Don Elzer
Green Party of Canada
Expedition into Leadership
For more information Don Elzer can be reached by email at: donelzer@uniserve.com

His website is: www.donelzer.com
Communiqué
FOR IMMEDIATE RELEASE

GPC leadership campaign:
“We are at a crossroads”
British Columbia activist seeks to make Canada’s growing rural urban divide part of the GPC leadership conversation

February 24, 2020

VERNON, BRITISH COLUMBIA – Don Elzer has launched an exploratory effort to become the leader of the Green Party of Canada. Elzer is a long-time environmental activist from British Columbia who has had a history of work within rural planning in Canada. He’s seeking the party leadership in order to address a long list of issues in the country which he suggests require “tangible systematic change.” The following represents the first in a series of public statements.

The present Green Party of Canada (GPC) Leadership application requirements represent a barrier to entry and I feel that this can only be addressed by running an exploratory campaign in order to gauge whether there is enough support to officially enter the race.

However, our search is not for the money required to enter the competition, but for whether the heart and soul of the GPC itself has the interest and then the courage to lead rather than follow.

At present, the Green Party of Canada is following in the footsteps of Canada’s other major parties by creating a rite of passage that links its leadership with fundraising skills. I believe this diminishes what we need in a leader during these times of serious environmental and economic transition.

A $50,000 entry fee might mean a $1000 contribution from 50 people, which might not seem like a lot if your initial support base is in Toronto, Vancouver or Montréal. If you are living in rural or remote Canada, or a historically depressed area, or perhaps within a village that has just lost its major employer, this amount would prove to be a barrier to entry.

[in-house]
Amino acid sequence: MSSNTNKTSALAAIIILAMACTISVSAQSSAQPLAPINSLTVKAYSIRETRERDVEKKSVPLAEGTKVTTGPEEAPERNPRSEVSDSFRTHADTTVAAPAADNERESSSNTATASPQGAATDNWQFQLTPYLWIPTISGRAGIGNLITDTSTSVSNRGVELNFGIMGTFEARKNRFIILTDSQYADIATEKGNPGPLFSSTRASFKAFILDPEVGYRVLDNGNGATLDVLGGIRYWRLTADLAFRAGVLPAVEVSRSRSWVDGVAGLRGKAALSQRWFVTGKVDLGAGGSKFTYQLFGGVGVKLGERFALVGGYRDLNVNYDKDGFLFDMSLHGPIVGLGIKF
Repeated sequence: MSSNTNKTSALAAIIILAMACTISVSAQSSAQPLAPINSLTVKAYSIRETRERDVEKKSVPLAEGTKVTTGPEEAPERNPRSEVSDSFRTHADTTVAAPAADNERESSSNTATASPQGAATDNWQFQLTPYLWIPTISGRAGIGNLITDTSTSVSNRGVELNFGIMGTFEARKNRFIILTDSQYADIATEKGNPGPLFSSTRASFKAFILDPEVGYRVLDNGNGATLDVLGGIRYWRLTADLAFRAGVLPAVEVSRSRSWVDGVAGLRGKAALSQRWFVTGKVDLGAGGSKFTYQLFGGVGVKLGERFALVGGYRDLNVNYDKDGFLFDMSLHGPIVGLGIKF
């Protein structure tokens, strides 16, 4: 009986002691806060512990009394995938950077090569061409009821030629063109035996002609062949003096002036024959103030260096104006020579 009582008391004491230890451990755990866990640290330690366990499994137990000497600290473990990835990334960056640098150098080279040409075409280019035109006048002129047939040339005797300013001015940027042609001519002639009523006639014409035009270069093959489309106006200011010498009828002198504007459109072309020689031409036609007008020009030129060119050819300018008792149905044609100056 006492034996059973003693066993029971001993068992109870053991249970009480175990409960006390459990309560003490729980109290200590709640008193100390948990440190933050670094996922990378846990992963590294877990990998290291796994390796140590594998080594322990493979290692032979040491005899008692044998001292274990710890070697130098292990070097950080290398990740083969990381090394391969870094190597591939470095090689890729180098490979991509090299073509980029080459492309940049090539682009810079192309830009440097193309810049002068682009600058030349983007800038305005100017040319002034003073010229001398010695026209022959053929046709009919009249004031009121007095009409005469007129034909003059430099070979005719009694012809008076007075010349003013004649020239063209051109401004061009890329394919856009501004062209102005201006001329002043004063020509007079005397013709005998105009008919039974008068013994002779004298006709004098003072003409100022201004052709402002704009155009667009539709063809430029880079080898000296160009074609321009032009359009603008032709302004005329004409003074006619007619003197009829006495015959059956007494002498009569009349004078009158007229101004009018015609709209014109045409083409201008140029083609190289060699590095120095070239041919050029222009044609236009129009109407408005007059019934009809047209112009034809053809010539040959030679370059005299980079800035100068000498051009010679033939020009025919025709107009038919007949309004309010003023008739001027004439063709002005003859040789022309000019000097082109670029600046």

I also want to call into question the role of leadership within our political institutions. When did it become acceptable to turn the leader of the GPC (or any other political party, for that matter) into its chief fundraiser?

When running a campaign, financial and human resources are very important, but they should never take priority over the power to imagine the future, or create and deliver policy, or negotiate for the greater good of the country, its people, and the land itself. Good leadership inspires and through that inspiration people come forward who have all sorts of skills – fundraising being one of them.

If we continue to emphasize that our political leaders are required to wine and dine donors and other powerbrokers, then we can expect that political policies will shift to benefit those people – whether they represent a corporation donating $100,000 or a demographic which delivers one hundred $1000 donations. This leadership contest should have nothing to do with political fundraising; it should be about imagining a better future for Canada. And this is one of the key reasons I am attempting to enter this race. I want to bring to the political conversation in Canada the growing separation between the rural and urban segments of our country.